The SPARK has higher resolution and fairly good high-light resolution, with a very light weight. And you can head-mount. Also, it has some passive capability and will at least let you detect, if not recognize, a little past unaided vision range. Also, if you're in and out of light, it's a big difference, even passive.  So if you're aiming for an upgrade-possible SHTF solution, it's the SPARK, hands down. It's still not a serious competitor to Gen2/3 but it's better than nothing - while most Gen1 is actually worse than nothing. So for anything head mounted, hand mounted or the likes, it's a clear winner over digital. Also, the AIMPRO can be used 1x or 3x in daylight with optical adapters - it's quite a versatile system.

For accurate placement of shots at over 100m? For pest control? It's still digital. The SPARK won't see that far, unless it's a moonlight night. So then it's more of a dedicated vs head/rifle solution question. Also, digital sucks your batteries dry in a few nights. Armasight claim 40 hours for the SPARK, but at 30mA, I can imagine one running up to 80 hours with a good battery. So you don't really need to carry spare batteries for an extended run with the SPARK.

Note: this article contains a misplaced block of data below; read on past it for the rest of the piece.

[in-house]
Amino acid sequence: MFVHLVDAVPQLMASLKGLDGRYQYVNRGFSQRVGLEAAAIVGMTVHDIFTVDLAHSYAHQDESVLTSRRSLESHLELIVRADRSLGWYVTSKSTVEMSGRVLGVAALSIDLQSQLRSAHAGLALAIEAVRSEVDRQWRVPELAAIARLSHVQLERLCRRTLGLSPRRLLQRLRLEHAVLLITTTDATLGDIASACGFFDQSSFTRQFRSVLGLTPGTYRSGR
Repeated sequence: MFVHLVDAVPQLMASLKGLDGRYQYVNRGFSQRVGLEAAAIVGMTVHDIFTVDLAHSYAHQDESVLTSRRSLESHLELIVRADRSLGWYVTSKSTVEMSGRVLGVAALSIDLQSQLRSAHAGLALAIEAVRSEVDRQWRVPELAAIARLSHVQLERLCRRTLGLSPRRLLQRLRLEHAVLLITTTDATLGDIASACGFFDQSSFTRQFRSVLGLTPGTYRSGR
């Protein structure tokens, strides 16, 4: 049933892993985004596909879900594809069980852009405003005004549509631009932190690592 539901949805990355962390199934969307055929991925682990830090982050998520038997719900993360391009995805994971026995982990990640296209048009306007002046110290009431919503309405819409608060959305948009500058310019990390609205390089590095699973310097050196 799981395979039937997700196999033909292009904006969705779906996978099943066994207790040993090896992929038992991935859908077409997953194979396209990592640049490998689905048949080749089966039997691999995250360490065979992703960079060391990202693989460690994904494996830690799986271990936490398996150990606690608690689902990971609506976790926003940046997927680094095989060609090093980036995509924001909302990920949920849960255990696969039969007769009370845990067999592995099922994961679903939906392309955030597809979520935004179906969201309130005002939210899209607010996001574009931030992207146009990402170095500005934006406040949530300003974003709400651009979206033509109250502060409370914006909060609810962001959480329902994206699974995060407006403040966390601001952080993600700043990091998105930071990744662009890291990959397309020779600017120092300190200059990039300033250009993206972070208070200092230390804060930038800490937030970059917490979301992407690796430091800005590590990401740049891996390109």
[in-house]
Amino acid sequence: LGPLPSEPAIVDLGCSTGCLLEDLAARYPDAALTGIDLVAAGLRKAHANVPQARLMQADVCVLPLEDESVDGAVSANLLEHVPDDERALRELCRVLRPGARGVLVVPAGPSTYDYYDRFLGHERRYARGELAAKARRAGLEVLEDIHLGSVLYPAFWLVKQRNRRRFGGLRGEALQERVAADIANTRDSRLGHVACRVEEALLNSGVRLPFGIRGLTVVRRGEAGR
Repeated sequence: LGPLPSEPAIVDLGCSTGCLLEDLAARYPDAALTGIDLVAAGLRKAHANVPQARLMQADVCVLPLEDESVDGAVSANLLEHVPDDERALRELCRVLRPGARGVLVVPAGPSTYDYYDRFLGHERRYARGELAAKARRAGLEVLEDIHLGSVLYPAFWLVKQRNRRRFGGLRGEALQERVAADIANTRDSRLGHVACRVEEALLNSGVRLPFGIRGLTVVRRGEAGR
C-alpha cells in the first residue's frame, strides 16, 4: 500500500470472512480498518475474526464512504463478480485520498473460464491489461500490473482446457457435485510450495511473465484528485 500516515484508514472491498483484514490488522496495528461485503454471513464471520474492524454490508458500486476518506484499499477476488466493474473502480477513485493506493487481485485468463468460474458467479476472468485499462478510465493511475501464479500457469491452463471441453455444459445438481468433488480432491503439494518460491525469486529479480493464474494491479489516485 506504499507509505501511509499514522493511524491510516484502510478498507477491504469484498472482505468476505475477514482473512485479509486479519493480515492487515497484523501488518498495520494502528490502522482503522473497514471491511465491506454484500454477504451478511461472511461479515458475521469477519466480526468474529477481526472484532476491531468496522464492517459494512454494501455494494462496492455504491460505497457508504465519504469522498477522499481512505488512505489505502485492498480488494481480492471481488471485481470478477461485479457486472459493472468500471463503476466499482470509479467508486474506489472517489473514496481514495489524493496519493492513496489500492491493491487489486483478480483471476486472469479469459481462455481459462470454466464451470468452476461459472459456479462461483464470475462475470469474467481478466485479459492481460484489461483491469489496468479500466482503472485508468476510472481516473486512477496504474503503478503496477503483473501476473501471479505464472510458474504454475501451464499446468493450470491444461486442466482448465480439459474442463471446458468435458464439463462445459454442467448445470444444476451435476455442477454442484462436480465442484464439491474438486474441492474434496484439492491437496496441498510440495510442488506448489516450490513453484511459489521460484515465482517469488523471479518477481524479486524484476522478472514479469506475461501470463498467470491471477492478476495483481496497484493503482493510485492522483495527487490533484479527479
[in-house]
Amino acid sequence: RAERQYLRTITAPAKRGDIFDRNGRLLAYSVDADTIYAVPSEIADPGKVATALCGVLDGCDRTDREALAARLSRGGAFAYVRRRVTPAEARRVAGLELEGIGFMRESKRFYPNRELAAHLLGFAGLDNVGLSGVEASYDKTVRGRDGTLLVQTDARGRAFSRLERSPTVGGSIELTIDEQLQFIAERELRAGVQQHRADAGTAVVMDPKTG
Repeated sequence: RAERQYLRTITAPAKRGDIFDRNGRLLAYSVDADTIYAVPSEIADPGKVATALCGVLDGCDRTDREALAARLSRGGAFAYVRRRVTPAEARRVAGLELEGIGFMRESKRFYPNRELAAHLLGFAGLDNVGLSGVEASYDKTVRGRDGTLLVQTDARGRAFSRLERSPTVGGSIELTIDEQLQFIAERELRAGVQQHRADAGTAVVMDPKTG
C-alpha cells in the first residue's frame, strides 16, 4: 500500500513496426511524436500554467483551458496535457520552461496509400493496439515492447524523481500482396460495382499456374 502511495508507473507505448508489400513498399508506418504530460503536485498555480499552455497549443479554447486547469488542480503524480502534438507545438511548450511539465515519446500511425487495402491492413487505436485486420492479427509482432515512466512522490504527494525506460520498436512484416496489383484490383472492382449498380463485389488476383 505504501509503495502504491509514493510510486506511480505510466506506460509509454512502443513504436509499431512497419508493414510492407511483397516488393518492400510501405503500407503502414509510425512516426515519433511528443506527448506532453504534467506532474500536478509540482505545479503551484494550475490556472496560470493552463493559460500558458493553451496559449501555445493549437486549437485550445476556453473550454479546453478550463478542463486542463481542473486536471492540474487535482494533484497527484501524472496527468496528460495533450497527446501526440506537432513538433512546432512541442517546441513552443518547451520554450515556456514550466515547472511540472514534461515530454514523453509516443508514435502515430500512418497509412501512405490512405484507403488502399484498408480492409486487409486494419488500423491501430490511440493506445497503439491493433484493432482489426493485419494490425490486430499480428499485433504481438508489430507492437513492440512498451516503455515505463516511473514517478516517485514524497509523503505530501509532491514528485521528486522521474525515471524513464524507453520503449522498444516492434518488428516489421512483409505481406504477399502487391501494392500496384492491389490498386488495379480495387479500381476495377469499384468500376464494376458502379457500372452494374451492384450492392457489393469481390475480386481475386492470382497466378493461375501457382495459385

I guess it comes down to the application, and then the same questions are relevant to Gen2/3. Also, if you upgrade a SPARK system to Gen3, you only lose the $440 dollar component, and you can probably sell it for a couple of hundred dollars. That's probably it's main benefit. It's still just a Gen1, but they way they've made it, it provides a few options that weren't previously available. I think that's it's main strength.  I can see people buying it for that reason, then later getting a Gen3 and really having a passive capability. Though if someone didn't like red-dot or reflex type sights, then it's not really a solution at all.

Regards
David




 
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Quoted:
Quoted:
Nice review David. I will be keeping my gen 3 though.